How to

How to reach the savvy grocery store consumers

Co-founder and CEO of Local Express.

Shoppers are focused on stretching their money, and brands need to prepare their wares and prices accordingly.

In 2022, McKinsey reported that customers increased their search for the best promotions (29%), increasingly switched to cheaper products (27%) and bought more privately owned products than well-known brands (21%).

However, this can result in grocers being overstocked with expensive items while promotional items fly off the shelves. As a result, stores need to find flexible ways to help their customers save money if they want to retain today’s strategic customers while optimizing overall inventory.

Let’s take a look at what stores and brands can do to keep up with savvy consumers.

Private label brands occupy a leading position

A Grocery Dive report (citing a Numerator study) found that while low-income shoppers “have consistently said price trumps brand name,” in 2022 more middle- and high-income shoppers have a positive opinion had from trademarks. The Numerator study found that 55% of consumers agreed that the value of private label was “excellent or above average”.

With many consumers switching from well-known to private label (especially for staples like canned vegetables, cheese and baby products), retailers need to be careful to create quality and value here. You also need to make sure these items are on the shelves. The good thing about private label is that retailers have a closer relationship with the supply chain, which increases their control over data and stock levels.

However, each private label also competes with the private labels of other retailers. Value products can’t be the only reason customers come back; Quality and marketing count. To align these goals, better and faster data is needed to enable grocery retailers to make the right decisions.

Have a promotion – but be careful where you place it

Hyper-personalization is about reaching each individual and providing unique offers. That’s why it’s imperative for retailers to think about their digital channels, in-store communications and loyalty programs to ensure everyone gets the best deal to keep them coming back.

A report by Progressive Grocer cited a 2021 Pew Research Center survey that found that “25% of seniors aren’t using the internet and 39% don’t have smartphones,” meaning they are effectively unable to use online services . Likewise, 43% of lower-income adults do not have broadband internet access at home.

Integrate offers for loyalty cardholders without a smartphone via kiosks and circulars. This means users can access in-store discounts a day or weeks in advance via their newsletters, giving them time to plan their store. Additionally, shoppers aged 50+ account for 54% of consumer spending, so they’re not a market to miss.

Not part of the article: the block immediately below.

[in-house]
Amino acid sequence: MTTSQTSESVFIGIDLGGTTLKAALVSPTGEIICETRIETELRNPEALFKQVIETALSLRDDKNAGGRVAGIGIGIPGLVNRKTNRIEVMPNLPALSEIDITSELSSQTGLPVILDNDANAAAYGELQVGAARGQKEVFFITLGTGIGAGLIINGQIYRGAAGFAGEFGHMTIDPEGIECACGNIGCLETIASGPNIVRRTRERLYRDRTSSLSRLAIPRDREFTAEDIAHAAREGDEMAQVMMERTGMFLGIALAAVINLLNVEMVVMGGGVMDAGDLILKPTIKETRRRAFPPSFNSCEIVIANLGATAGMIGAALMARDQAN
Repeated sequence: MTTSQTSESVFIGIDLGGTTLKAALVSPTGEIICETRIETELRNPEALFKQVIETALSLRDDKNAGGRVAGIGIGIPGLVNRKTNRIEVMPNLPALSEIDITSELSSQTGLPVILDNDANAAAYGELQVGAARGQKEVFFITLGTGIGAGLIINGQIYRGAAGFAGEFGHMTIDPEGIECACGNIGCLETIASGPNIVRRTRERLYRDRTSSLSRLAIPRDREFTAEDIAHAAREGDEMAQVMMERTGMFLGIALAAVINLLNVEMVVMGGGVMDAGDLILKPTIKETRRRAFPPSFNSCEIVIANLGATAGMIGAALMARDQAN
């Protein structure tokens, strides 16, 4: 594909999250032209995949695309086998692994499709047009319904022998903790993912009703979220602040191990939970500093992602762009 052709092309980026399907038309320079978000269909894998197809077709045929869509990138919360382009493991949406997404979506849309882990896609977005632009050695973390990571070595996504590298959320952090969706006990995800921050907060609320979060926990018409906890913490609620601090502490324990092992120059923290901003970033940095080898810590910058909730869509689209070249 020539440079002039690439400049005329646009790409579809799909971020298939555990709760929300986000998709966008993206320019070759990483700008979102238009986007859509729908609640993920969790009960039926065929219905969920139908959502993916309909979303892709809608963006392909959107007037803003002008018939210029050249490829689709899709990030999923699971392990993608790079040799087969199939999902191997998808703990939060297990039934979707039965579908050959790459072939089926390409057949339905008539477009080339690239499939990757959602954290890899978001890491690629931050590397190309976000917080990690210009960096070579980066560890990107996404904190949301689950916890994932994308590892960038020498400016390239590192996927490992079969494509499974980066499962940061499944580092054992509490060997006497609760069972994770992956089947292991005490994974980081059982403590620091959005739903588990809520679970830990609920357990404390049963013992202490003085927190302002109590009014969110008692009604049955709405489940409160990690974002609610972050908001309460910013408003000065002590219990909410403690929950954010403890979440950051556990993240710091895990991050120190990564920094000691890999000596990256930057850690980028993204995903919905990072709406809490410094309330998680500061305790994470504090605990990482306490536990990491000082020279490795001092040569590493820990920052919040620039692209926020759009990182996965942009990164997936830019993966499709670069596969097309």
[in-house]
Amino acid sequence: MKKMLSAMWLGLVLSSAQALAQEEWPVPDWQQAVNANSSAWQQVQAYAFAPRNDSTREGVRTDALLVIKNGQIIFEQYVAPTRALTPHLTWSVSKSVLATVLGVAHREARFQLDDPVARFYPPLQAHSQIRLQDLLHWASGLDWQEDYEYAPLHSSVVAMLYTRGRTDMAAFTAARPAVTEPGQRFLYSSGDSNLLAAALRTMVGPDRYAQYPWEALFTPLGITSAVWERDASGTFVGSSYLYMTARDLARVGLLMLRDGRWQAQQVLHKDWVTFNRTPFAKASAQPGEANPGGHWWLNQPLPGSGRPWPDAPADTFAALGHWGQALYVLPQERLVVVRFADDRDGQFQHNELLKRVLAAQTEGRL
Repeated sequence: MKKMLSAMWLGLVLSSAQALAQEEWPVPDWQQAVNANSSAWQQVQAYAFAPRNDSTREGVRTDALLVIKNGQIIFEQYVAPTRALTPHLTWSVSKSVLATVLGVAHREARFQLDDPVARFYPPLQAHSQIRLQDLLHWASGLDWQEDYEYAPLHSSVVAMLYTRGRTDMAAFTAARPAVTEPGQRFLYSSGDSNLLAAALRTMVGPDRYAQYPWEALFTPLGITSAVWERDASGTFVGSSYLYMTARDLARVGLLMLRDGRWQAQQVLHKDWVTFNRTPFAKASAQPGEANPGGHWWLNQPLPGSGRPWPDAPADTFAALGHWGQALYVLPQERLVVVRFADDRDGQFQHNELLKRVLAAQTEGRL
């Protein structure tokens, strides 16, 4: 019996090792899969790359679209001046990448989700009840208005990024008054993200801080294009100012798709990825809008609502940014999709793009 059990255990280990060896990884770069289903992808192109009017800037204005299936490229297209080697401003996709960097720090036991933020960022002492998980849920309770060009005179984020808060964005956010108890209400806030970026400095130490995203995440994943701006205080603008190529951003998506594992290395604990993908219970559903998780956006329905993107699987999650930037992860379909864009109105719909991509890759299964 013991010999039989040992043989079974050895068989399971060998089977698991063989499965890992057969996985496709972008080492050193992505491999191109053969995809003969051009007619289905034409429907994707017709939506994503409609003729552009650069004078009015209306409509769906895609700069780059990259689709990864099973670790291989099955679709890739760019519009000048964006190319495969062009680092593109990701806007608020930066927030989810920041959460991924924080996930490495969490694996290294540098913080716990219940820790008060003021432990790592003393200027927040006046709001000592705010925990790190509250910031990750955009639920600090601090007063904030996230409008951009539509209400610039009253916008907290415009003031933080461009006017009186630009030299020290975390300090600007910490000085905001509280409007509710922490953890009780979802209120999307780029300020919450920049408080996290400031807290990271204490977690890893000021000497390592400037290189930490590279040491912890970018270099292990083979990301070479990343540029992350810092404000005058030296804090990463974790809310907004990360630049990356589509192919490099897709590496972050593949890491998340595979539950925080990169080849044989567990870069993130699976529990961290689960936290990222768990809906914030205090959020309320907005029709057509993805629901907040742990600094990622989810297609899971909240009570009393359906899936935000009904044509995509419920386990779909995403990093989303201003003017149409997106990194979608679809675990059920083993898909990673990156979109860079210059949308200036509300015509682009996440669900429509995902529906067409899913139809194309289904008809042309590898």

Grocery retailers can start looking at the types of promotions customers are redeeming by channel. For example, they may find that in-store discounts on fresh produce are more successful because customers like to personally select those items. However, a Princes survey found that around a third of UK shoppers are increasingly buying canned food. That means two-for-one on premium or branded canned food can both attract shoppers to stores and increase online sales — while helping grocers sell their tagged items.

As stores collect more data, they can recognize patterns and target their promotions in a more personalized way. This is where the future of food retail is headed.

Master your inventory strategy

By being clear about your demand and sharing real-time data with your suppliers, you can avoid stock shortages. It is becoming increasingly important to monitor inventory management, point-of-sale (POS) systems, delivery services and loyalty systems side by side. Holistic analytics can help you understand which products are doing well, which products are low on stock, and who wants them—to enable prediction and inform your strategic decisions.

For example, if you know that 59% of your customers are shopping in store at the end of the week, you should ensure that full inventory counts are taken by Thursday morning. Grocery retailers need to verify in-store and online product sales and communicate with their suppliers. They need to factor in warehouse-to-store lead times and request their orders for Thursday morning delivery. Options include sending daily sales updates to suppliers to prepare them in advance with items for restocking, or deciding to overlay certain products based on past weeks’ sales.

Buyers are increasingly choosing where to get the best deals, and real-time data can enable this business model. Retailers can preserve, protect and optimize the use of this data through the use of various AI analysis tools. Increasing internal syncing is an excellent place to start if you’re considering automating your analytics but aren’t sure where to start. Create reports that review online and in-store sales in one place, and set up automatic notifications when products reach their minimum inventory limit. You have access to valuable information; it’s about finding an easier way to use it.

As customers become more strategic about how they shop, where they go, and what promotions they look for, stores need to be mindful of their choices. Everything is connected – retailers need the flexibility to respond and adapt to changing customer patterns. Increased brand collaboration and holistic data analytics with instant automated alerts can help them meet customers’ changing demands without compromising their bottom line. Systems that are easy to deploy and offer high ROI can help grocery retailers operationalize these insights.

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